Paula: Simon is “like a big brother–or a lover”; they have “chemistry that you can’t duplicate or describe”

Paula Abdul says her often contentious relationship with Simon Cowell is often like that of “a big brother — or a lover,” she tells the New York Post.

Specifically, “He was extremely distraught and protective and supportive of me when that happened,” she says. “That” refers to Corey Clark’s accusations and the ensuing fallout.

She also describes–rather coherently, surprisingly enough–the complexity of their relationship. “Truthfully there are times that we get along just great. And other times, when he’s just annoyed, I get the brunt of it. And when I can’t stand some of the things he says and then we go at it. It’s just weird,” she said.

That results in “chemistry that you can’t duplicate or describe. There are times when we get along famously and then there are those times when we just don’t. And on those days I just close my dressing room door,” Paula told the paper.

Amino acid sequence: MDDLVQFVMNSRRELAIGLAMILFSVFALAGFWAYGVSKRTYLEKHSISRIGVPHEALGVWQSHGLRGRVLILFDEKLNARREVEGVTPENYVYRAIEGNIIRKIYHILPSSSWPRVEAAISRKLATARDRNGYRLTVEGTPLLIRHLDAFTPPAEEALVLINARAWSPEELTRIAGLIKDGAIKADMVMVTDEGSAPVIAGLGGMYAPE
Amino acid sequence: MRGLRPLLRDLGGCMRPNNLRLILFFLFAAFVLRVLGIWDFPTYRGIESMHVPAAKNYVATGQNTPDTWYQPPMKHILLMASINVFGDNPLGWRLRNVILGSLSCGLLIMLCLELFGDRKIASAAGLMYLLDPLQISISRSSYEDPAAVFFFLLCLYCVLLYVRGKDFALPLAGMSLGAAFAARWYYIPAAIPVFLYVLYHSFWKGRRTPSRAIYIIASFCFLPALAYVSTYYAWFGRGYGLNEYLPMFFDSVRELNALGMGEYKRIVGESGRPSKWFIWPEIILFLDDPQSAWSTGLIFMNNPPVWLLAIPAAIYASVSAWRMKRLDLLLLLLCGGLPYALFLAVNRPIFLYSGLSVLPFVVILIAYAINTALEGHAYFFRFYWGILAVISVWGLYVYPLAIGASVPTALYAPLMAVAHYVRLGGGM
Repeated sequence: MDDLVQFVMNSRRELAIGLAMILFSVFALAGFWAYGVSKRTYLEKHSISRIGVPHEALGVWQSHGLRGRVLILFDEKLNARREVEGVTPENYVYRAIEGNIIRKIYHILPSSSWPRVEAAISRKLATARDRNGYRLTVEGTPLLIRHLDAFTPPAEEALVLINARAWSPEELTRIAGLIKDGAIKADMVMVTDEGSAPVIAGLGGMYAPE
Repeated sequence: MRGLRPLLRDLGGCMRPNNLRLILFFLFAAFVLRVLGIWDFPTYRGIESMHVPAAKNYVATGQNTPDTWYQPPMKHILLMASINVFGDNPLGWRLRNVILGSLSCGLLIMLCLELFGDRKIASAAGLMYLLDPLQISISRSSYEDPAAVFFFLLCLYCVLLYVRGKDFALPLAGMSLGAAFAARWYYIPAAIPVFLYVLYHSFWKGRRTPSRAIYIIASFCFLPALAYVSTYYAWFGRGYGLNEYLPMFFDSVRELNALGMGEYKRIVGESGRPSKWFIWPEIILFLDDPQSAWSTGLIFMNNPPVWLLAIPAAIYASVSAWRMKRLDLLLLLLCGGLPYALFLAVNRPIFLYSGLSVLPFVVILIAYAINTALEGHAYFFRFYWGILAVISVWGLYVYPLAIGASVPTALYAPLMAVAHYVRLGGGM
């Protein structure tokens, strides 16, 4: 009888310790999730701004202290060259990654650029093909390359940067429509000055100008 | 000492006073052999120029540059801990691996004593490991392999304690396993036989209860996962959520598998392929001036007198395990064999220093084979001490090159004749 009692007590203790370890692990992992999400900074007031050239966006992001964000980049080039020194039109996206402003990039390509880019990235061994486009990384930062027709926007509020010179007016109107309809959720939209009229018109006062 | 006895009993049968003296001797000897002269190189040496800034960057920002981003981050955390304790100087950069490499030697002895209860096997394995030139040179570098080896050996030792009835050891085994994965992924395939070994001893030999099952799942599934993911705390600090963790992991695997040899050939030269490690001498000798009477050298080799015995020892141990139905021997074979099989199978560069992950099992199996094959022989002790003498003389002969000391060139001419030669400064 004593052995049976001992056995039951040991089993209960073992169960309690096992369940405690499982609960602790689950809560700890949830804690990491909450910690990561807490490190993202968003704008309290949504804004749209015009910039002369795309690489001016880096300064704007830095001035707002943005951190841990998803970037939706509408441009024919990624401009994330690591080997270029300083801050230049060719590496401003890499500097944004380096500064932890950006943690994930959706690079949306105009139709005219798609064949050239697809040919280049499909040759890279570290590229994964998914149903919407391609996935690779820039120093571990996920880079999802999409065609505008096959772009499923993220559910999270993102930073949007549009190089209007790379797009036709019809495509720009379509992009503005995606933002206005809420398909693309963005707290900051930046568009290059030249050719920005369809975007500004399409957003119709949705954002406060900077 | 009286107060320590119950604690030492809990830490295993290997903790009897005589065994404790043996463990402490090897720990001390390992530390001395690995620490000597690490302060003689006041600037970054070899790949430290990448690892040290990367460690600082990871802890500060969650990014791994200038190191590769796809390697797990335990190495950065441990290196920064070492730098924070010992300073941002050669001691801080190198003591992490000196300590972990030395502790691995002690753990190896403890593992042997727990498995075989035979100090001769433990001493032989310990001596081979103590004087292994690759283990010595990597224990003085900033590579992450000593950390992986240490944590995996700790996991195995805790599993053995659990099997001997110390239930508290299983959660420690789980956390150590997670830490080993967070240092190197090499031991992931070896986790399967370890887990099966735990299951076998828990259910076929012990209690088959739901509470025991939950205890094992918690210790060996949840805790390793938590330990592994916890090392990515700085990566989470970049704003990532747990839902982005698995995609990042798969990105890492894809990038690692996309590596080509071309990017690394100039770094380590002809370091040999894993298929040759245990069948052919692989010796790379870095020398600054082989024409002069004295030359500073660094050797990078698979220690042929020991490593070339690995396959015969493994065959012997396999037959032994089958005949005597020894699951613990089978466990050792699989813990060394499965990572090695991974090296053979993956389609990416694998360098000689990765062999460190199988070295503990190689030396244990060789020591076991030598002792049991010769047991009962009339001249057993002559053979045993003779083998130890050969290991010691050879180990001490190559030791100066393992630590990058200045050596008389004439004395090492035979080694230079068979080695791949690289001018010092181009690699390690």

She also has no plans to leave American Idol any time soon, assuming “people don’t mind seeing me with a full head of gray hair. But by then I don’t know if I’ll have so many nervous twitches that my body will get in the way of watching the talent.”

Simon (That Bastard!) Saved Me [New York Post]

The Sing-Off loses its star

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NBC's super-fun December a capella singing competition The Sing-Off is returning, but without its star judge, Ben Folds, and only as a two-hour special. Those are really depressing changes for a series that proved itself to be a super-fun show when it returned last December.

A film director talks about becoming a reality TV character

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What is it like to have your life turned into reality TV? Director Anna Martemucci, one of the two directors featured on Starz' exceptional reality series, talks about that, the competition, and her collaboration with her husband and brother-in-law.

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about the writer

Andy Dehnart is a journalist who has covered reality television for more than 15 years and created reality blurred in 2000. A member of the Television Critics Association, his writing and criticism about television, culture, and media has appeared on NPR and in Playboy, Buzzfeed, and many other publications. Andy, 36, also directs the journalism program at Stetson University in Florida, where he teaches creative nonfiction and journalism. He has an M.F.A. in nonfiction writing and literature from Bennington College. More about reality blurred and Andy.